Published online 1 July 1999 | Nature | doi:10.1038/news990701-13

News

Bad news for bees

British bees are under threat of extinction because of infestation with a parasitic mite, Varroa jacobsonii. A statement issued on 21 June by the British Beekeepers’ Association warns of serious consequences of varroa infestation both for honeybees (Apis mellifera), and, because bees pollinate many plants, for the environment in which they live.

But the interplay between bees and other animals is more complex than this simple us-and-them picture portrays. The nests, hives and bodies of bees harbour a large community of small animals, the most diverse and numerous of which are mites - minute relatives of ticks and spiders.

The habits of many of these creatures are hardly known at all. Some of them, like the varroa mite, are actively harmful, whereas others are likely to be beneficial; and, as S. Koulianos and H. H. Schwarz of the ETH (Technical University) of Zürich, Switzerland show in the June issue of the Journal of Zoology, animals that you would think of as harmful could actually be beneficial to bees.

In their report, Koulianos and Schwarz present a basic study of the life history and habits of Parasitellus fucorum, a mite associated with bumblebees (Bombus terrestris). The report indicates that even vital, primary information on many key co-habitants of bees’ nests has yet to be found. P. fucorum lives, reproduces and dies entirely in the nests of bumblebees, and requires freshly collected pollen to mature from a juvenile nymph into a sexually mature adult. Once mature, female mites feed on pollen grains, whereas male mites are predatory and even cannibalistic, feeding on mite larvae and nymphs.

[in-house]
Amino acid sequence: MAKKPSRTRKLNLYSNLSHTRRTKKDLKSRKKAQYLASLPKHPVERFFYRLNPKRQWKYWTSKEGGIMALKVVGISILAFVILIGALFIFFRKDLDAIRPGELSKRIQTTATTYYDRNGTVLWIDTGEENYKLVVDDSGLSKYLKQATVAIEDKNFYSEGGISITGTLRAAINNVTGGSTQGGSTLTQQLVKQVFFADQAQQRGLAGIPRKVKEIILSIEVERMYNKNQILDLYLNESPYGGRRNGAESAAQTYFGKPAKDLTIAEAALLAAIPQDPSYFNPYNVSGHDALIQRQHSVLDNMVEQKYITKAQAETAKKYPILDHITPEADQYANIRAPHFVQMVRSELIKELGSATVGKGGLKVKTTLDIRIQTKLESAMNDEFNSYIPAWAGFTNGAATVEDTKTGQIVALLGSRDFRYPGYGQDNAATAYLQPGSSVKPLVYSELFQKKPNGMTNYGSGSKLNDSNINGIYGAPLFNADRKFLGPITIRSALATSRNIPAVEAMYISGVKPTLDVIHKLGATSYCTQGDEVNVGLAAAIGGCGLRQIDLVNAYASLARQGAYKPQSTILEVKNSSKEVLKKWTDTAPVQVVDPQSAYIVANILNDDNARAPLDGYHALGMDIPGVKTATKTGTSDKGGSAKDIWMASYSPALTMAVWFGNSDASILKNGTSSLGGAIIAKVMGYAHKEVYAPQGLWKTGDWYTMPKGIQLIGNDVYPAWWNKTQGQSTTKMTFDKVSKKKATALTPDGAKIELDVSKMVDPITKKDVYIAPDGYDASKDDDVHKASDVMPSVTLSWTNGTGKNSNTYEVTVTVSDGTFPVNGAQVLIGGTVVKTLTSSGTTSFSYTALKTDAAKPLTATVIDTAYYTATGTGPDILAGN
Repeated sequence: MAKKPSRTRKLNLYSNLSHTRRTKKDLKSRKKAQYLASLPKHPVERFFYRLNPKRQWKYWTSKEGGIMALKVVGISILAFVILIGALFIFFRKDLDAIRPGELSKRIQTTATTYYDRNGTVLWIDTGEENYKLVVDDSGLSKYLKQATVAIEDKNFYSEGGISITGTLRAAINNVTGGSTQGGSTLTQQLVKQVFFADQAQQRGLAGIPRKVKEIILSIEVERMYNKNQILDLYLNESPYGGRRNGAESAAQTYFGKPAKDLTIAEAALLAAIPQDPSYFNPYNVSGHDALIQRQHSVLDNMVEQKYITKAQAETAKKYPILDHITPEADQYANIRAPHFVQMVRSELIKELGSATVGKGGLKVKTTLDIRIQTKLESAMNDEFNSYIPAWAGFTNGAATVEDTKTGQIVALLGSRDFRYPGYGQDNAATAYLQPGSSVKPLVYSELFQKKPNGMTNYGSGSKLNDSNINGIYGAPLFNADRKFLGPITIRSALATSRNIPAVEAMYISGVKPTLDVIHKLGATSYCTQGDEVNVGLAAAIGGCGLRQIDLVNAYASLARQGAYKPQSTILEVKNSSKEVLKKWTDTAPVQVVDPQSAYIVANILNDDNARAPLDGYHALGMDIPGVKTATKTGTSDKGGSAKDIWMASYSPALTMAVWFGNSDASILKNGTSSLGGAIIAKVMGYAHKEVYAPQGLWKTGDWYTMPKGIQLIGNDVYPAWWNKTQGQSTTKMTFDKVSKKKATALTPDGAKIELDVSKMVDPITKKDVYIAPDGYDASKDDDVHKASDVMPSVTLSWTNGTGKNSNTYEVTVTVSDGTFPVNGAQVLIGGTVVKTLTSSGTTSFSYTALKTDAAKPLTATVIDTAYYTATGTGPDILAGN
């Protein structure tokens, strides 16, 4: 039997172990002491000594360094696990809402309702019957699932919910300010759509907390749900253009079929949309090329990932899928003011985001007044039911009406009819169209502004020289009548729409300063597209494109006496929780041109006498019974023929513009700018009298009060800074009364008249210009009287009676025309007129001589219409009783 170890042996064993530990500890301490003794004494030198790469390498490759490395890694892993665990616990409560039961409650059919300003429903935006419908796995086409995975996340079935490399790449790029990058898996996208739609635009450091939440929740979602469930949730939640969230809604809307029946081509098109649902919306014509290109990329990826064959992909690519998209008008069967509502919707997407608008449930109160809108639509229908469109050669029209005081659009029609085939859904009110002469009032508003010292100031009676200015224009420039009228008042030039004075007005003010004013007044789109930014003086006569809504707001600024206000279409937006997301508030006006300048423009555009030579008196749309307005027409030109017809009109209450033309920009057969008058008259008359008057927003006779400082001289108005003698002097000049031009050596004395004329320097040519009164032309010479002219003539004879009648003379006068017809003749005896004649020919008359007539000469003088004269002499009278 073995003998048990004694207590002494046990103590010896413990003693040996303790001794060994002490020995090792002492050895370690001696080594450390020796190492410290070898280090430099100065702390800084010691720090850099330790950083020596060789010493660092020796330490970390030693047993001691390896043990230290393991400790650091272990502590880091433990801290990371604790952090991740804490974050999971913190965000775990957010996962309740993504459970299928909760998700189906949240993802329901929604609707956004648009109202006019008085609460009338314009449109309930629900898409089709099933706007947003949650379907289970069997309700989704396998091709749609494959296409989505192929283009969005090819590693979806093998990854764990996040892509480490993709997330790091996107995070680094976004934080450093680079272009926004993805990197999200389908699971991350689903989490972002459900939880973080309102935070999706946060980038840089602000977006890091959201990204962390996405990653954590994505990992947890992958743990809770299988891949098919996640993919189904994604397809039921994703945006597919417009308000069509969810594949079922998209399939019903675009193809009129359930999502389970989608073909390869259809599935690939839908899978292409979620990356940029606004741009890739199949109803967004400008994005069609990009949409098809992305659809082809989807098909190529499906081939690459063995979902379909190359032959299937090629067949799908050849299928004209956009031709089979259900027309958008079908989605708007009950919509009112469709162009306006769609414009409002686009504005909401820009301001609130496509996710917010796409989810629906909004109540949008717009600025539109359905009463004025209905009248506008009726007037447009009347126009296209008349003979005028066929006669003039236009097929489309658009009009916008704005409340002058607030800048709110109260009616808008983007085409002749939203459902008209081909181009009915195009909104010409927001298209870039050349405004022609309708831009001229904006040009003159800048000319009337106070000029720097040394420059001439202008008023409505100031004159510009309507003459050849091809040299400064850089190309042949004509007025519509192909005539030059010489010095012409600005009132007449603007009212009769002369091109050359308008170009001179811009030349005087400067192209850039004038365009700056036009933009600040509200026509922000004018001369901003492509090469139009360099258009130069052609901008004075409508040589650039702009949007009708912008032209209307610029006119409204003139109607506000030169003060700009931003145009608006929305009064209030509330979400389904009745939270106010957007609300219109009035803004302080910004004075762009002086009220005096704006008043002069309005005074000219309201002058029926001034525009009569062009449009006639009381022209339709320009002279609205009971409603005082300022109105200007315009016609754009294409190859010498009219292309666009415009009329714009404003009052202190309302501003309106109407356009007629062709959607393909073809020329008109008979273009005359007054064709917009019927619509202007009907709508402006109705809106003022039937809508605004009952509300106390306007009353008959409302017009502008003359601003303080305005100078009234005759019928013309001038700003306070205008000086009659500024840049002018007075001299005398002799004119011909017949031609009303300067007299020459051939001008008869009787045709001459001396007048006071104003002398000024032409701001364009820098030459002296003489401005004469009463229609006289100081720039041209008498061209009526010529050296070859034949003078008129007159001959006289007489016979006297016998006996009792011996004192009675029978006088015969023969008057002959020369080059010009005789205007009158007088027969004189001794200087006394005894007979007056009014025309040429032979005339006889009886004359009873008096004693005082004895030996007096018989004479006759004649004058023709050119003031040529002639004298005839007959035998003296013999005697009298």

Apart from scrounging pollen from the bees, these mites do no harm to the bees themselves. Varroa mites, in contrast, suck the juices from honeybees while they are still helpless in their cells, and continue to do so throughout their lives. Mite-ridden bees put on less weight than healthy ones, live shorter lives and become prone to other infections.

Two brands of pesticide are effective against varroa, but bee-keepers are reluctant to over-use them in case the mites become pesticide-resistant. The solution could be to find a biological alternative: if, as Koulianos and Schwarz show, P. fucorum males attack other mites, there could be natural residents of beehives that will attack varroa mites, too.

The varroa mite originated in southeast Asia where it is a parasite of the eastern honeybee (Apis cerana). It was first discovered in Apis mellifera in 1960, and was first found in the United States in 1987. By 1992, it had spread to most of the continental US and also to the UK, where it is currently devastating commercial hives across the country. 

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